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Johnson Engineering > News & Community > Outlook Newsletter > Michael G. Rippe Parkway Opens

Michael G. Rippe Parkway Opens

Drivers now have a new route to take through south Fort Myers. The much anticipated opening of the Michael G. Rippe Parkway now connects Metro Parkway to Alico Road and U.S. 41.

Johnson Engineering designed this roadway for the Florida Department of Transportation as a means to alleviate north-south traffic congestion between Fort Myers and Estero. The State Road 739 Extension was recently and fittingly named after Florida Department of Transportation District Director Michael G. Rippe, who sadly lost his battle with cancer in 2008.

Mike was well known for his ability to bring people together and overcome challenges. This project was no different. He was instrumental in getting this project off the ground, working with the planning and design team to rise above the many design, permitting, and construction challenges. His efforts are reflected in the grand roadway facility we have today.

The geometry of the roadway was a challenge in itself. The southern terminus of the roadway fell at the confluence of three heavily traveled roadways; S.R. 739, Alico Road and U.S. 41. To improve traffic flow and maximize safety a complex intersection design was implemented that required relocating a portion of existing Alico Road, filling a portion of an existing 40’ deep lake and construction of an 880’ bridge spanning both Alico Road and the Seminole Gulf Railroad.

There were also several environmental challenges to overcome. This is the last permitted crossing of the Six Mile Cypress Slough, which naturally caused some environmental concerns. Our team was able to address these concerns with minimal impact to the environment through the use of dedicated wildlife crossings and protective fencing.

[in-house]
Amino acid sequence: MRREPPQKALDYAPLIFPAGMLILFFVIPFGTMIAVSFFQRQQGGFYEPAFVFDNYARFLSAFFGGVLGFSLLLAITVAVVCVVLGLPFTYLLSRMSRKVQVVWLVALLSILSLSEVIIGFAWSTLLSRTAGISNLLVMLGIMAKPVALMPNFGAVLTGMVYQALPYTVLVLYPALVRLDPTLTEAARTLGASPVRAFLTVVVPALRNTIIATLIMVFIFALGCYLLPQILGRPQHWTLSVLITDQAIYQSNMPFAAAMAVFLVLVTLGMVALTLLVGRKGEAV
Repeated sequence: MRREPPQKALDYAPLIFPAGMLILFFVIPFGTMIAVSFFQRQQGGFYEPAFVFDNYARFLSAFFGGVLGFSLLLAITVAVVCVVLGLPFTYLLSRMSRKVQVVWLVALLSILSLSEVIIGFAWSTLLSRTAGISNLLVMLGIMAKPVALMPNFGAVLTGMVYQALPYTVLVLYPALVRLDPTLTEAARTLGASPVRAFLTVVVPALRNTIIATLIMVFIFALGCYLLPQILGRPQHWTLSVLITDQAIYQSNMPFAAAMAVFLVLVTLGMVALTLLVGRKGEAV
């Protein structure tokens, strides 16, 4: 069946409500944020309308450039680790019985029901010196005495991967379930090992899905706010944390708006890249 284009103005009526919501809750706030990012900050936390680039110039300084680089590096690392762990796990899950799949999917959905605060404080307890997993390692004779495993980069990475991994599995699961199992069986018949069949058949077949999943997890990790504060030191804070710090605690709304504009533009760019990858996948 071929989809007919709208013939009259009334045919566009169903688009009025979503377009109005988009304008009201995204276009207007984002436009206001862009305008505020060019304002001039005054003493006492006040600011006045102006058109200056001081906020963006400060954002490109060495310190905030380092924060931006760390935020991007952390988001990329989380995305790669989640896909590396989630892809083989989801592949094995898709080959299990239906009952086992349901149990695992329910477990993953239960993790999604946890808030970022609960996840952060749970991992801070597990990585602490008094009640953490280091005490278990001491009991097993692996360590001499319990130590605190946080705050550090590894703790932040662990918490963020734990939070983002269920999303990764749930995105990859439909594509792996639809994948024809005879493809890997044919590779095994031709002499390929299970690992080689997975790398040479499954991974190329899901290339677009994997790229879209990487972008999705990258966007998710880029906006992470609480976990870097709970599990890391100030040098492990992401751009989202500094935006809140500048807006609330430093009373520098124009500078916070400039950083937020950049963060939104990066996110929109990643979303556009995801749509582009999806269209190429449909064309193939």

As the project was in the midst of permitting and was nearing final design, state wide water quality rules changed, requiring the treatment of phosphorus and nitrogen. The right-of-way (ROW) had already been acquired based on a dry detention water management system. Typically treatment for phosphorous and nitrogen means full wet detention ponds, for which there was no room. Our team was able to re-design the water management system, incorporating a sand wick system to utilize true dry retention, thereby providing the phosphorus and nitrogen treatment the SFWMD was looking for without having to spend additional time and tax dollars acquiring more ROW, further impacting the slough.

In true Mike Rippe fashion, the entire team was able to buckle down and come together, working through all of these obstacles…much like Mike did in his career. The Michael G. Rippe Parkway is one example of his many accomplishments, indicative of the initiative and the style Mike used to shape our community and our lives.

For more information, contact Ryan Bell, P.E.at mkt@johnsoneng.com.